Listen to Austin 360 Radio

You think you're an Austinite, but have you been to Esther's Follies?

Michael Barnes
Austin 360
Ray Anderson's magical illusions are a big draw for Esther's Follies, the musical comedy sketch troupe on East Sixth Street.

Me: How long have you lived in Austin?

Driver: Two years.

Me: Have you been to Esther's Follies?

Driver: No, what's that?

Me: You can't really call yourself an Austinite until you do. Take my advice, see it and have fun.

Since 1978, Esther's Follies, the city's rollicking musical comedy sketch troupe, has functioned as a required rite of passage. You had to see it in order to understand the city's manifold eccentricities, its sometimes wry, at other times ribald sense of humor, or its transgressive leftist loyalties.

Not that Democrats get off scot-free. These merry pranksters will satirize any self-important politician or pop cultural figure at the drop of a vaudeville gag.

More:What's showing? Austin stage groups team up for ATX Theatre's online show listings guide

And now this essential part of our performing culture is back in front of full houses at its longtime "pool" — a reference to 1940s swimming star Esther Williams — on the corner of Red River and East Sixth streets (its fourth home, but for most folks, the only one we've ever known). Except during the peak months of the pandemic, Austin's core entertainment district has not been without this essential comic relief, at least for as long as these two intersecting streets have been mostly about entertainment.

Be prepared: The comedy comes fast and furious. 

These comedians, most recently with the help of musical director Doug Ewart, replace the lyrics of pop songs with topical references inspired by the news of the day. They do so with the help of quick-change costumes, wigs, masks and novelty props.

It is theater at its purest.

Co-founder Shannon Sedwick, who has lost not an iota of her timing, physical proficiency or musical mastery, is the virtuoso of this particular comic form. The "reveal" from her cornucopian décolletage as a tearful Patsy Cline is perhaps the show's most essential bit.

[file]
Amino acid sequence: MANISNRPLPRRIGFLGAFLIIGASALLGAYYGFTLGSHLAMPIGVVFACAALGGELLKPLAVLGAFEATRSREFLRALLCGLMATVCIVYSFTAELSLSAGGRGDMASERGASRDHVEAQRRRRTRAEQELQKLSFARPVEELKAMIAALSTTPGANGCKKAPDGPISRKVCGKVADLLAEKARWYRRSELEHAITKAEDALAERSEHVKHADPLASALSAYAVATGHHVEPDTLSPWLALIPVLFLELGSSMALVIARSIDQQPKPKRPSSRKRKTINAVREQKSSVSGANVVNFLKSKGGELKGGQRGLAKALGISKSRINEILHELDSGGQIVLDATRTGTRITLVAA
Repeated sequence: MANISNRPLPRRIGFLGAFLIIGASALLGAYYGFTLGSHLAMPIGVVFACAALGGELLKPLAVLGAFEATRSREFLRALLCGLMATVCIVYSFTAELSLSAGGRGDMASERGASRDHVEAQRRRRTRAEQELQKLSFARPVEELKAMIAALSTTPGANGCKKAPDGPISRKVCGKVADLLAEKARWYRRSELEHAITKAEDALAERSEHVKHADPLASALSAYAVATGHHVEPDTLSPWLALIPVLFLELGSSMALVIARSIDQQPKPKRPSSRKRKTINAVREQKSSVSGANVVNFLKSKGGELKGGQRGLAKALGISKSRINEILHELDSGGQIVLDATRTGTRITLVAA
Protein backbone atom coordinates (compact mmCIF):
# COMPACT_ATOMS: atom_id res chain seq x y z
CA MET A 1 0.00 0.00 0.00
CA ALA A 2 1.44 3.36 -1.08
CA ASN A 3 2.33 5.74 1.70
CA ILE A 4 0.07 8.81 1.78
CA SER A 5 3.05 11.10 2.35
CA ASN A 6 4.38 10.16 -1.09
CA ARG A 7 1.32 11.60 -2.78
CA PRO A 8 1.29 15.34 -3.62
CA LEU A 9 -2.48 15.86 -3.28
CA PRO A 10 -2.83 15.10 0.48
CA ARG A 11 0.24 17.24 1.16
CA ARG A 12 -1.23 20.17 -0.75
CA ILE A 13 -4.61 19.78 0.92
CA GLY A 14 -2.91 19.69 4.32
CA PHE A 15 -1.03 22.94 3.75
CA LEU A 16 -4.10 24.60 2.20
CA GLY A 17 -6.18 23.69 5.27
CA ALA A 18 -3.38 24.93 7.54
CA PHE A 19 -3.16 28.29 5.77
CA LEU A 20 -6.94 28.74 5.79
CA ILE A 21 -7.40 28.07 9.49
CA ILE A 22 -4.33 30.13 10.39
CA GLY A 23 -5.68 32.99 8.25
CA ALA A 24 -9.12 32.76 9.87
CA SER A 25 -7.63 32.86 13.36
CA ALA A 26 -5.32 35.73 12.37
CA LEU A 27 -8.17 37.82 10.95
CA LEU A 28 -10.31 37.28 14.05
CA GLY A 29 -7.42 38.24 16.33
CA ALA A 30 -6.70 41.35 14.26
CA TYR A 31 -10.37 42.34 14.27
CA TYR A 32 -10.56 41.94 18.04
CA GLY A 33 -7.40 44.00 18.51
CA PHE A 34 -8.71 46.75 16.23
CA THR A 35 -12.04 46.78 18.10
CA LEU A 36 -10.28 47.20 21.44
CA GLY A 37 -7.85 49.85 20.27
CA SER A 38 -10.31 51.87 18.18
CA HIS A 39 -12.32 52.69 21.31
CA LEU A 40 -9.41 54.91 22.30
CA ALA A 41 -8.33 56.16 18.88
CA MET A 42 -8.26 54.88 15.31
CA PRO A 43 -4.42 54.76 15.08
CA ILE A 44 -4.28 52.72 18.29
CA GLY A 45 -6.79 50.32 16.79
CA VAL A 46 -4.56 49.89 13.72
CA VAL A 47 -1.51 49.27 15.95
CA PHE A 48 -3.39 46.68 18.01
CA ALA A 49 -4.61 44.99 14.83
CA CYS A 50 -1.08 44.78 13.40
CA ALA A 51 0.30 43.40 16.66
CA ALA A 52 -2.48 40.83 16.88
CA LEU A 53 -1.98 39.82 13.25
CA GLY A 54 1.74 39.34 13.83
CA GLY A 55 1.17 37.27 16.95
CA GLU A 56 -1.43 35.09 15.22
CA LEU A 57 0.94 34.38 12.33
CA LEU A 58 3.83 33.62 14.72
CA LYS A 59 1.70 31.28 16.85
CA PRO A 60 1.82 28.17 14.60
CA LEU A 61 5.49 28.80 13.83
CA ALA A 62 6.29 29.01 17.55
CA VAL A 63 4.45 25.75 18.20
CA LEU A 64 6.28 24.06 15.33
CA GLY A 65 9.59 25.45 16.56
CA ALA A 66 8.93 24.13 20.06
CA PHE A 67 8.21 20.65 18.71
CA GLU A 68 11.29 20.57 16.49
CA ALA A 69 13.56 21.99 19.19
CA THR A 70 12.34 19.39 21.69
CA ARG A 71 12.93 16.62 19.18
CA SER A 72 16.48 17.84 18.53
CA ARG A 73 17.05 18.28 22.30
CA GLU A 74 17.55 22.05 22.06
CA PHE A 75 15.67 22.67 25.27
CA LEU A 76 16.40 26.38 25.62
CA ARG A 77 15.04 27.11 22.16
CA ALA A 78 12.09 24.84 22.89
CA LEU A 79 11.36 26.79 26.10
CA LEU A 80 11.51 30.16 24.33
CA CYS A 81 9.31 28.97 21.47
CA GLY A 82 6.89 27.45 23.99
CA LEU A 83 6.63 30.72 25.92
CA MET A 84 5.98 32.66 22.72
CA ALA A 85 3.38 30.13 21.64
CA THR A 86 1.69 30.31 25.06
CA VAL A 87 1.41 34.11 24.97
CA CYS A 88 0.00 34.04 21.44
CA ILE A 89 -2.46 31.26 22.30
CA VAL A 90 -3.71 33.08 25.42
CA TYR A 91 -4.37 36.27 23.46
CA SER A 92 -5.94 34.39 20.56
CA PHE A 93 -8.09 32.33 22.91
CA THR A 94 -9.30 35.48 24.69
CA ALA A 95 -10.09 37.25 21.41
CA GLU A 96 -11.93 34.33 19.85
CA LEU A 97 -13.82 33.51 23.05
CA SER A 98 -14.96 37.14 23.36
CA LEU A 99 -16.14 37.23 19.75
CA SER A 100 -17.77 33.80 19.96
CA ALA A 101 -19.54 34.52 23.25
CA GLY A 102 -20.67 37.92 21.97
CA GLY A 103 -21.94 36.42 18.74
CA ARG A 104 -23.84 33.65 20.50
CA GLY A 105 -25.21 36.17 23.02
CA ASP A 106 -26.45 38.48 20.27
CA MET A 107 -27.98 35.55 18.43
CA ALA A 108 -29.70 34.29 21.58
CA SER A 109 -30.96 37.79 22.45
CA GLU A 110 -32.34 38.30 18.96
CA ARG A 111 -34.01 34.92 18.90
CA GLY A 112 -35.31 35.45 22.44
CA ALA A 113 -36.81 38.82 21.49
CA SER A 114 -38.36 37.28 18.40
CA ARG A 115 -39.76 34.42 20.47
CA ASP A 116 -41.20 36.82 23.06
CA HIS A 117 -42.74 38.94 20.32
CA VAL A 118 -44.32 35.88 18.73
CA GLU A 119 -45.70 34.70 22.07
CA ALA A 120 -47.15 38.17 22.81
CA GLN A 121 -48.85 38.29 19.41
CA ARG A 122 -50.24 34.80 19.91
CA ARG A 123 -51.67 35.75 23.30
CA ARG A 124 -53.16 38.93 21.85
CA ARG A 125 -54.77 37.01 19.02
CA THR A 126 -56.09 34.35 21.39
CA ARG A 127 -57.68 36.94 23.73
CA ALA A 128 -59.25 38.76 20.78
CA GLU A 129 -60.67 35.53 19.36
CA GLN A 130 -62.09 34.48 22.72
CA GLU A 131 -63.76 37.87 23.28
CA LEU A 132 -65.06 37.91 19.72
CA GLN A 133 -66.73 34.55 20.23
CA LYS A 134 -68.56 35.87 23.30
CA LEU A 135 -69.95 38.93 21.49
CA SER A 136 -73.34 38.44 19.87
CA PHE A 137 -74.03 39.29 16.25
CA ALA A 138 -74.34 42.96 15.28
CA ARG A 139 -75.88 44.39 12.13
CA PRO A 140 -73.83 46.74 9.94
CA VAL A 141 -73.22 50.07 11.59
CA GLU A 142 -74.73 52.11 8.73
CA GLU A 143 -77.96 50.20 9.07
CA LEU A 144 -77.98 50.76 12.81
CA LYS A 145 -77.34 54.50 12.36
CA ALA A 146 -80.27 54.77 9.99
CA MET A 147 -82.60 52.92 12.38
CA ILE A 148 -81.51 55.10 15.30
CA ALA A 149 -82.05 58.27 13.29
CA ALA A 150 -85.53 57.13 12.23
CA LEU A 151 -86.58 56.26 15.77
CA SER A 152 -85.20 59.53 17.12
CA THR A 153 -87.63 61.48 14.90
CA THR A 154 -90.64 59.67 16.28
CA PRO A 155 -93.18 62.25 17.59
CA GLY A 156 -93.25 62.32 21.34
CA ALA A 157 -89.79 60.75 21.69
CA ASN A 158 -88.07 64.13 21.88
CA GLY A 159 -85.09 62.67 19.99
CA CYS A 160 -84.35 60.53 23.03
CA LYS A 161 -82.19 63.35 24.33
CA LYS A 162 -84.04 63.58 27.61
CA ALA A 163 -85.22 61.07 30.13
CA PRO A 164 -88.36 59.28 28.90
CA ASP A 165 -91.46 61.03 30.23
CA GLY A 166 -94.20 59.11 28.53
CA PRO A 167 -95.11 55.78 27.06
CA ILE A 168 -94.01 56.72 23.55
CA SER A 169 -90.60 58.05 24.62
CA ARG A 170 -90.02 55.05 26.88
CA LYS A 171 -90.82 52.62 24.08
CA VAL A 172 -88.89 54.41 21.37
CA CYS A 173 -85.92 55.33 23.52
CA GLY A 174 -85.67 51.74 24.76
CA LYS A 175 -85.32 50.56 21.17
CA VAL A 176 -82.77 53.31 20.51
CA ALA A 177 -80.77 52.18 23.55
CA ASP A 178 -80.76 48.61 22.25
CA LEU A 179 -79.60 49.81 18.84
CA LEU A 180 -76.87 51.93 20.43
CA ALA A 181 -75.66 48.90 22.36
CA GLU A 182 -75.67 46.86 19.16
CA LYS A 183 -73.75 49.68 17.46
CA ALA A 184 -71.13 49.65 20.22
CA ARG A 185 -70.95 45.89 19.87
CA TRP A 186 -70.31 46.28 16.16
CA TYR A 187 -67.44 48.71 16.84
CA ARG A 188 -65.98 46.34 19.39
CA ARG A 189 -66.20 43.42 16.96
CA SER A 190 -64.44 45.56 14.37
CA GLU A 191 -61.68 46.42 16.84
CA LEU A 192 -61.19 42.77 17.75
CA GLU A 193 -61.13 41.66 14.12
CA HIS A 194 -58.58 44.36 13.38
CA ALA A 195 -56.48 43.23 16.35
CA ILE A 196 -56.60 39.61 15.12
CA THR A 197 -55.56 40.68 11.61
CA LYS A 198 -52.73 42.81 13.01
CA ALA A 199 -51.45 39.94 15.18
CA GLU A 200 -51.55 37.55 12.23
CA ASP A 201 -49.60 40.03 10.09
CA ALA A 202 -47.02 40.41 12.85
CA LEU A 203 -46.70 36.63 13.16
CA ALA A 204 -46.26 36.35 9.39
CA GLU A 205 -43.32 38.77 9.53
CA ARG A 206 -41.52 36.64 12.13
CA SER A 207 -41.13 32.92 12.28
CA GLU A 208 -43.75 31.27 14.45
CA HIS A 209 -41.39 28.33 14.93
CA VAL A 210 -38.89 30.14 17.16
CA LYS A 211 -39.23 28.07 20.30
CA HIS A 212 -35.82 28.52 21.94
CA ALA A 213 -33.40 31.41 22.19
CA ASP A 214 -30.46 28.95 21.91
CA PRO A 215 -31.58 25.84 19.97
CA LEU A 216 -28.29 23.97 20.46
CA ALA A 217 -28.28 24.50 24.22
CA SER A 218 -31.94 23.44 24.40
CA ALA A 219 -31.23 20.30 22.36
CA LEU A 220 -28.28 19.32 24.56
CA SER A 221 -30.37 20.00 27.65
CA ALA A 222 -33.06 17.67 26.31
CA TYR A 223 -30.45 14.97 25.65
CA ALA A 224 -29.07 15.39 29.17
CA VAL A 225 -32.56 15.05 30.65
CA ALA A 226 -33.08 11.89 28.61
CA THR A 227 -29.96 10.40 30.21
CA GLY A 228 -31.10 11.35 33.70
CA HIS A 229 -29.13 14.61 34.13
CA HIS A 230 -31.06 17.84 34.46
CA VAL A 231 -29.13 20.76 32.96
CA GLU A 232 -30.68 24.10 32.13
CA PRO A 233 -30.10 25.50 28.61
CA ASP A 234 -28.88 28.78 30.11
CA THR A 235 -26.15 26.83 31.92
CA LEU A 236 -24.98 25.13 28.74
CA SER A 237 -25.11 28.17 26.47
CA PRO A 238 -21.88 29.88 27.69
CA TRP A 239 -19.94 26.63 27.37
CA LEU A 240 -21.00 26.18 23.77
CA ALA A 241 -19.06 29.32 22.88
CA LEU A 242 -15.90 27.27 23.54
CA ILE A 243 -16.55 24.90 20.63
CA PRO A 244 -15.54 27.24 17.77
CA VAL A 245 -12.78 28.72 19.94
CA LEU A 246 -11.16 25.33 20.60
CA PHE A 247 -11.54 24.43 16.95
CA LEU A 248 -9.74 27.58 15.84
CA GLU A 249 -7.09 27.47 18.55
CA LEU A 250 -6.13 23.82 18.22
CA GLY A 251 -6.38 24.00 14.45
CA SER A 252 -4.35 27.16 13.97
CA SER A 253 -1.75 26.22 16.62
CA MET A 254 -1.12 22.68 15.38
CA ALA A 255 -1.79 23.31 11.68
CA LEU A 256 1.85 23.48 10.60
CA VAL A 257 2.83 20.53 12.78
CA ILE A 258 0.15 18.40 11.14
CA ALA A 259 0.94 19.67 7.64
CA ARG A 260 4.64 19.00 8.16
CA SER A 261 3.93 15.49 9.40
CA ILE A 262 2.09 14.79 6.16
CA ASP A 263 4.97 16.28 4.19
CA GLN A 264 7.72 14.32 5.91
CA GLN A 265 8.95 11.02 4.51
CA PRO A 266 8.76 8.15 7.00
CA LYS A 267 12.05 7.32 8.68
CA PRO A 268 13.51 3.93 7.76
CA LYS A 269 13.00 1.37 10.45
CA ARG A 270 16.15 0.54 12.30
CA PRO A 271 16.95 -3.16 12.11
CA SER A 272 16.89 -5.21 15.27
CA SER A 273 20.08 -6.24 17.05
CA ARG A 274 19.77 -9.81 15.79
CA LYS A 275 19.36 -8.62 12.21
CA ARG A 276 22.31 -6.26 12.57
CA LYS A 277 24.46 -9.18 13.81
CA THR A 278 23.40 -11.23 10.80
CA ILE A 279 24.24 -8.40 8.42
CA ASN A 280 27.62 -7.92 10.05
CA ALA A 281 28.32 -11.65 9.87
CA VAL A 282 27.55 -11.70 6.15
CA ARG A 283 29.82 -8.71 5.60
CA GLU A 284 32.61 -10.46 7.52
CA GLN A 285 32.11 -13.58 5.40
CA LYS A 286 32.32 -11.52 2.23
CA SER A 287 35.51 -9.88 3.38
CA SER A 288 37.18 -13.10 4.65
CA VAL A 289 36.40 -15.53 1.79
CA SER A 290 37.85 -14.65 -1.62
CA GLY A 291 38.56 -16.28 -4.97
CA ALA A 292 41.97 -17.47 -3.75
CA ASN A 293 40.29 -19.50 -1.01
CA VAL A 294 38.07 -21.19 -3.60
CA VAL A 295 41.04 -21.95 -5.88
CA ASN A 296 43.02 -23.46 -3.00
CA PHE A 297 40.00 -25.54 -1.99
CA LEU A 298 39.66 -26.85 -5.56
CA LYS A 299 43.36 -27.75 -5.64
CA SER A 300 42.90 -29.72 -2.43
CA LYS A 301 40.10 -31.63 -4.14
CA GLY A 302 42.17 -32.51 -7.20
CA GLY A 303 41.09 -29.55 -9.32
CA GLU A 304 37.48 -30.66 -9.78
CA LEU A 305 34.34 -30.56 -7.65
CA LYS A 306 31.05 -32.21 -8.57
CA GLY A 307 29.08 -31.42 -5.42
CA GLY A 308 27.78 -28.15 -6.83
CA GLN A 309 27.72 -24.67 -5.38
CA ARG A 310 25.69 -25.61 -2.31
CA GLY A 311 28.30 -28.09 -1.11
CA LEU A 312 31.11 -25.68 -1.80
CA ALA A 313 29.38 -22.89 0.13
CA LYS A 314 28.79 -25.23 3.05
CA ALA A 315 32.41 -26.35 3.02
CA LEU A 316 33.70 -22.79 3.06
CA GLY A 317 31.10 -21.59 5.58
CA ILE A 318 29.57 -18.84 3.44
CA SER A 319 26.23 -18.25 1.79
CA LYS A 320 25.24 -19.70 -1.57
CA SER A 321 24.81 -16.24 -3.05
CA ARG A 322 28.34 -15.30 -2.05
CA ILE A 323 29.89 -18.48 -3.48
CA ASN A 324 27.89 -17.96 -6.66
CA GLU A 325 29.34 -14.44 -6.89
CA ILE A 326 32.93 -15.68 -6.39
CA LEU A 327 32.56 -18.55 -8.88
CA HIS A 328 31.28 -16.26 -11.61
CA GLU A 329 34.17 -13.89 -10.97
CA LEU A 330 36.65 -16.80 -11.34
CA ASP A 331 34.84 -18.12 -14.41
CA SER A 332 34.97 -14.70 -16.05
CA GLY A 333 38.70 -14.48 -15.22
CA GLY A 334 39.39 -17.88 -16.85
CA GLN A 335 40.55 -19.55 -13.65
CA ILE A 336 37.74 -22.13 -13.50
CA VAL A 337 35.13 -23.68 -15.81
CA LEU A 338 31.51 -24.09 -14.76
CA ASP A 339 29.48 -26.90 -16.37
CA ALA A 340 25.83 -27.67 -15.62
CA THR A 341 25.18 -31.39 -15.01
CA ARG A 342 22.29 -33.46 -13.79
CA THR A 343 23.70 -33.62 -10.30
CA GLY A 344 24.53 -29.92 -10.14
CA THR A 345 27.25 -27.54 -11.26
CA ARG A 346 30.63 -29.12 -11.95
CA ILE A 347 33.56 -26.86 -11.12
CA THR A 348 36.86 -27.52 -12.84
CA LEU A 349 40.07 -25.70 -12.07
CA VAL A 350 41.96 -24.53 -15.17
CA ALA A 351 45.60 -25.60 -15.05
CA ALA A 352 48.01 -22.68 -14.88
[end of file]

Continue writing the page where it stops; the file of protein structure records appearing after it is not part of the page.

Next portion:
For a change of pace, the troupers switch to extended comic sketches. Two that stuck with me from a recent visit lampooned cherished Texan identities. In one, veteran Shaun Branigan as Matthew McConaughey explains the core personalities of different parts of the state. It's brutal but hilarious. In another, Ted Meredith and Billy Brooks act out an imaginative process for registering to vote in Texas. Pretty darn on the spot.

More performers joined in for a priceless sketch about "constitutional carry" in the state. An older bit that has Dr. Seuss' Sam-I-Am hitting on an adamantly resistant woman causes some squirming these days.

More:Austin's Blanton Museum of Art to be 1st major U.S. museum with dedicated sound art space

Esther's Follies, however, would not be Esther's Follies without the magical illusions of Ray Anderson. The night I attended, Anderson performed more than a dozen immaculate illusions. People and pets appeared and disappeared. Wands and women levitated. Fanged traps fell and bodies disassembled without injury to cast members.

I witnessed these illusions from the distance of about a dozen feet and yet I could not make out the hidden trick in any of them. Not even close. This appeals to the innermost child in me.

All the way, in various guises, Anderson interacts with gleeful if nervous members of the audience. Some of these exchanges teetered close to a line of dubious taste — an errant codpiece is a routine as old as Roman comedy — but any momentary breach of good manners was rapidly mended by the magnetic and endearing magician.

Meanwhile, the irresistible spectacle of unsuspecting people passing by the street-side windows that serve as Esther's backdrop is still as funny as the first time I saw it. The troupe always adds a few ringers to the sidewalk crowd, but that just amplifies the festive atmosphere.

Esther's Follies forever and for always!

Michael Barnes writes about the people, places, culture and history of Austin and Texas. He can be reached at mbarnes@statesman.com.

If you go

Esther's Follies

Where: 525 E. Sixth St.

When: 8 p.m. Thursday, 8 and 10 p.m. Friday and Saturday

Info: esthersfollies.com